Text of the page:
In this context, I welcome that the UK Government's announcement that it is to establish working groups to examine alternative arrangements in order to prepare for that future negotiation. It is good that this approach looks to hear from a broad range of opinion, including from key stakeholders in Northern Ireland who have real experience of the invisible border on this island.

Without the Withdrawal Agreement and the backstop, there are no easy answers. There is no doubt that a no deal Brexit will have severe economic and political implications for Ireland, North and South. We continue to work with the Commission on how we meet our shared twin objectives of at least avoiding any physical infrastructure at the border and protecting the EU’s Single Market and Ireland’s place in it.

Unfortunately, any such arrangements in a no deal scenario will be temporary and will be sub-optimal compared to the backstop.

This is why the Government continues to firmly believe that the Withdrawal Agreement, negotiated by the UK and the EU, provides the best way to resolve all these issues, and to provide certainty as we negotiate and put in place the deep, ambitious agreement which will provide the foundations for our future relationship.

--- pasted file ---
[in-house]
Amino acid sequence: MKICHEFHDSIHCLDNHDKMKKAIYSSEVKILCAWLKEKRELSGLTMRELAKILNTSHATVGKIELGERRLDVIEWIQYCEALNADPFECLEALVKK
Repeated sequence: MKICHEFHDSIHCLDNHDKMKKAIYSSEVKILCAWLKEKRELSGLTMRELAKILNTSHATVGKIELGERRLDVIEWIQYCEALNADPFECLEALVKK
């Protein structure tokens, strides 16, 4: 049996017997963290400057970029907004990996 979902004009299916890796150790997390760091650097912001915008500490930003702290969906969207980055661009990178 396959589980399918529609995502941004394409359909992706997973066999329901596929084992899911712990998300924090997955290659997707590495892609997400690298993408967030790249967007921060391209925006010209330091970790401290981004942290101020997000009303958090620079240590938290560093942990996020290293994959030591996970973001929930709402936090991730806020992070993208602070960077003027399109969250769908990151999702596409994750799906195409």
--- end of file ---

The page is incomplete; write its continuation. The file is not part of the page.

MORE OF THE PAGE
The responsibility for this lies with the UK. It is vital that the UK, regardless of whoever the next Prime Minister is, uses the time up to 31 October to find a way forward.

A no deal Brexit remains a serious concern, and an ever greater possibility. We are preparing accordingly, across Government, for all Brexit scenarios, including for no deal.

Managing a no deal Brexit can only be an exercise in damage limitation. It will be impossible to maintain the current seamless arrangements between the EU and UK across the range of sectors which, at the moment, are facilitated by our common EU membership.

We continue to advance our extensive and detailed Brexit contingency work and are working closely with our EU partners.

Many aspects of our work were completed in advance of the 29 March deadline, such as the Brexit Omnibus Act. However, there are other aspects for which are using the time afforded by the extension to further develop and refine our work. This includes our work on more permanent and long-term infrastructure and arrangements at the ports and airports.

Important work on the Common Travel Area has also advanced. On 8 May, the Tánaiste signed a Memorandum of Understanding on the CTA with David Lidington, the British Cabinet Minister.  This reaffirms both countries’ commitment to the Common Travel Area, and to maintaining the associated rights and privileges our citizens under it. This will ensure that Irish and UK citizens can continue to reside, work, study, and access healthcare, social security and public services in each other’s countries, as well as to vote in certain elections.